NEW YORK -- When Carlos Beltran strode to the plate in the bottom of the ninth inning Thursday afternoon, a sizable chunk of the crowd of 37,416 had already vacated Citi Field, or were in the process of doing so.
Yes, the temperature was 90-plus, and the home team trailed by four runs. But this was the Mets' final home game before the July 31 Major League Baseball trade deadline -- meaning it was likely Beltran's final game here as a member of the Mets.
Of those who remained, some stood and gave Beltran a healthy round of applause. Others cheered but remained planted in their seats. And still others just sat and watched, seemingly oblivious to the unfolding circumstances.
For a moment, a chant of "Car-los Bel-tran" or "Thank-you Car-los" seemed to be building. But then, just as quickly, it faded away.
Beltran received cheers again after he hit a harmless fly ball to left field for the second-to-last out of the Mets' 6-2 defeat at the hands of the Cardinals. He kept his head down and retreated quickly to the dugout but acknowledged the crowd's reaction after the game.
"Yeah, I heard the fans cheering," Beltran said. "It was great."
"Let's hope I can come back," he added, with a chuckle.
After injury-plagued seasons in 2009 and 2010, Beltran is enjoying a renaissance in 2011 at the age of 34. Despite going 0-for-3 with a walk Thursday, Beltran is batting .290 with a team-high 15 home runs and 61 RBIs. He leads the major leagues with 30 doubles, and he made the All-Star team for the sixth time in his career.
And with practically every other key player on the Mets missing significant time this season due to injury, Beltran has played in 93 of the team's 97 games.
But with the Mets teetering on the edge of the National League wild-card race, and a new front office trying to slash payroll and revamp the team's roster, Beltran has been put on the trading block. And he is in such high demand that he will almost certainly be dealt before the Mets' next home game Aug. 1.
Mets manager Terry Collins spoke glowingly of Beltran before and after Thursday's game.
"I think Carlos Beltran came into spring training determined to be healthy and show everybody what kind of player he's always been," Collins said. "That was his main focus when he came into camp, and he's proved that he's still a great player."
It's hard to believe it's been seven years since the Mets handed Beltran that $119 million contract following his incredible postseason with the Houston Astros in 2004. We didn't see much of him the past two years, when he appeared in only 145 games combined. But he played in 140 or more games in each of his first four full seasons with the club.
His first year wasn't much to write home about, as he battled through a quadriceps injury and his statistics suffered as a result. But who can forget the dynamo he was in 2006, when he hit .275 with 41 homers and 116 RBIs and won a Gold Glove in center field.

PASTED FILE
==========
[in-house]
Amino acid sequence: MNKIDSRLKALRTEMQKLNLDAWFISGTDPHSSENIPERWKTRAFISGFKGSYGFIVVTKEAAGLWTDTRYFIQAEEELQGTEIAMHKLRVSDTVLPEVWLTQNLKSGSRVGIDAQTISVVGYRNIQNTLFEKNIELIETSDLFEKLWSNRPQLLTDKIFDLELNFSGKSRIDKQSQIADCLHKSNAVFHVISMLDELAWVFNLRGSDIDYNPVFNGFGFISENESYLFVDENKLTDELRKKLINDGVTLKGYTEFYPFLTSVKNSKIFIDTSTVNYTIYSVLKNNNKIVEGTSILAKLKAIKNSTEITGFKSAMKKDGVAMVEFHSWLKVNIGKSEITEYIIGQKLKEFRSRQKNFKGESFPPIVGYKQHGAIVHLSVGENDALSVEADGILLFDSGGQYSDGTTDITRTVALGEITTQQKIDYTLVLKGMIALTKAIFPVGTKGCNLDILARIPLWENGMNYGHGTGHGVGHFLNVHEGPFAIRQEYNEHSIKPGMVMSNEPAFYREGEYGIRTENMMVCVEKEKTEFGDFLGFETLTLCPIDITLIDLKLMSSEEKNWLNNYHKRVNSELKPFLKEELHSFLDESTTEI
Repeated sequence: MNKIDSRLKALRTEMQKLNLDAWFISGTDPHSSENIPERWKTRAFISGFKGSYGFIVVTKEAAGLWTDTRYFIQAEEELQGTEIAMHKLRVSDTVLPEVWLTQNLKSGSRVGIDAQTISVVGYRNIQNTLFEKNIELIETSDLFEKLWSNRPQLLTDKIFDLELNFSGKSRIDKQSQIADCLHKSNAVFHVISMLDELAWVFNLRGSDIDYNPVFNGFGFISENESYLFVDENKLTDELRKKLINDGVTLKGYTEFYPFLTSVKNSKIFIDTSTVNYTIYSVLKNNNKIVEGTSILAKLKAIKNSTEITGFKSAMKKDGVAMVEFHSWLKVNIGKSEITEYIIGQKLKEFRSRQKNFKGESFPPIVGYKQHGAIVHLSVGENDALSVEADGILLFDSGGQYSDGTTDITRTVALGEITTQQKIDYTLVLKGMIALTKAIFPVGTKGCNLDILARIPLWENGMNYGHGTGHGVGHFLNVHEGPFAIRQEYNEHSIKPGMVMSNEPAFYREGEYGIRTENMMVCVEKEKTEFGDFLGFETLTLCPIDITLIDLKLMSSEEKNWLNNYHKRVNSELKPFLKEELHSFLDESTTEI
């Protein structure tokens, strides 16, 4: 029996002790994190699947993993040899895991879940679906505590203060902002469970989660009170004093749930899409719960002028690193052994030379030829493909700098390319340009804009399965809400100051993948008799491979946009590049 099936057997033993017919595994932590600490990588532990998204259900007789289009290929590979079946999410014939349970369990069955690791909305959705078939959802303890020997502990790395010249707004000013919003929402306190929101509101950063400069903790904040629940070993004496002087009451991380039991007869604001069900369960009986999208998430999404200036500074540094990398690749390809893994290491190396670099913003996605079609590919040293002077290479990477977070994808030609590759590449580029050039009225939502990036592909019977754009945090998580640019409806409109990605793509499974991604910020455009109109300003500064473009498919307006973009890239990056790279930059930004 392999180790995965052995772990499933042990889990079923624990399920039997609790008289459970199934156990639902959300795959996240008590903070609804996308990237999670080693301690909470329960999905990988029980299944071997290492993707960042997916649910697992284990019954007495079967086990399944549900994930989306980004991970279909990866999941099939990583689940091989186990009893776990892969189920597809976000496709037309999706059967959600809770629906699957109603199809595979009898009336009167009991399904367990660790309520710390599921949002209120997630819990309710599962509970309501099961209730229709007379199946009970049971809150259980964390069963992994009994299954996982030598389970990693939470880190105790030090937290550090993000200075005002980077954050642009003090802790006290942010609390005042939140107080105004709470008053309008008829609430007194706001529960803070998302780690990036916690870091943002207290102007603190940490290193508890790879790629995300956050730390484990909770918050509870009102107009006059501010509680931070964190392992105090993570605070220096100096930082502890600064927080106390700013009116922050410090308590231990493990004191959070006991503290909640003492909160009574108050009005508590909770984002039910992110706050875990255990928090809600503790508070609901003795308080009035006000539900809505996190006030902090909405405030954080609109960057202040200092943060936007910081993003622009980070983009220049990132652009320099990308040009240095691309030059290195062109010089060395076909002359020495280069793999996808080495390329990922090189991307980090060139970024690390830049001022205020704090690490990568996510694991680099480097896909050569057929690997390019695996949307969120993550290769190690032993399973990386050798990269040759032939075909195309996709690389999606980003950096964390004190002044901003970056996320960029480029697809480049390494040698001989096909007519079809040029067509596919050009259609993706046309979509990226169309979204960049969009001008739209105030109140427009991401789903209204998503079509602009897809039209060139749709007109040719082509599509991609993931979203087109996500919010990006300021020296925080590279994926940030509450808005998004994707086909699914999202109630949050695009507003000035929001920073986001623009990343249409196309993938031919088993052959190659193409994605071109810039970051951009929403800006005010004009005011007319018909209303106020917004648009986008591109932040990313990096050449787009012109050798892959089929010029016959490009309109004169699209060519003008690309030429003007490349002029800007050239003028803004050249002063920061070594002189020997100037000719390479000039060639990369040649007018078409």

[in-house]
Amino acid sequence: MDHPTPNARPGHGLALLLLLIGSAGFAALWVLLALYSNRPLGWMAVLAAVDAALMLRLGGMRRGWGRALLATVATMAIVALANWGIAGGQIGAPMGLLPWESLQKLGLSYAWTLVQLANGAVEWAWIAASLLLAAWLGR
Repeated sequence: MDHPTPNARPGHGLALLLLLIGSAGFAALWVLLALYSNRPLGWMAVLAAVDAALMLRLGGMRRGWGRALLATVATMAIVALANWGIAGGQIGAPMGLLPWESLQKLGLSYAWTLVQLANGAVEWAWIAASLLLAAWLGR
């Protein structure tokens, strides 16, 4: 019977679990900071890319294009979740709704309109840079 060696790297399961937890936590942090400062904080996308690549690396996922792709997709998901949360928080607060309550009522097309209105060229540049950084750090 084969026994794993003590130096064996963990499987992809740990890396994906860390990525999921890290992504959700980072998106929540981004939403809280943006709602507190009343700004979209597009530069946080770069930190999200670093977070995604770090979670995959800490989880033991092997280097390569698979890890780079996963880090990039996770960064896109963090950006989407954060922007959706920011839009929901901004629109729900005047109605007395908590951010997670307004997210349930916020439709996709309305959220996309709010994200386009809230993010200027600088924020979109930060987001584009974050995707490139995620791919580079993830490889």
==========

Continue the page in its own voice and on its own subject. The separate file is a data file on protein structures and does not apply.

Beltran led the Mets to the NL Championship Series that season and finished fourth in the MVP voting. He even hit three home runs in that NLCS. But in the minds of many Mets fans, all the great things Beltran did in his first 545 at-bats were wiped out by at-bat No. 546 -- when he left the stick on his shoulder with the bases loaded and two outs in the bottom of the ninth, striking out looking to end Game 7 and send the Cardinals to the World Series.
Ironically, Beltran said Thursday that 2006 is actually his favorite memory as a Met. "When we went to the playoffs," Beltran said. "I think that will be the best moment. ... We worked so hard in spring training, all season, to try to get to that position. So, it was great."
Beltran has never been a fan favorite here -- despite the fact that he has never caused trouble off the field. Maybe it's because he's not a "homegrown" product, like Jose Reyes or David Wright. Maybe it's because he's a quiet guy when it comes to dealing with the media. Or maybe it's because he didn't deliver on Oct. 19, 2006.
Likely, it's a combination of all three. And maybe that explains the lukewarm farewell at Citi Field on Thursday.
"I've always had a good relationship with the fans," Beltran said. "I'm just here to play the game of baseball. I know some fans relate to some players better than others, but I have no issue with the fans."
In 834 games thus far as a Met, Beltran has hit .280, slugged 149 homers, driven in 554 runs, made five All-Star teams and won three Gold Gloves.
And as he prepared to board a flight to Miami with his teammates, perhaps walking out of the Mets' clubhouse for the final time, Beltran said he is proud of those accomplishments.
"The time that I've been here, I've just given everything I had for this team and this organization," Beltran said. "I feel proud for everything I've done, and I have no regrets."
"I think Carlos deserved whatever response the fans gave him," Collins said, "because this guy has given seven years of his career here, and I'm sure given them a lot of great moments to watch."
Actually, he deserved better.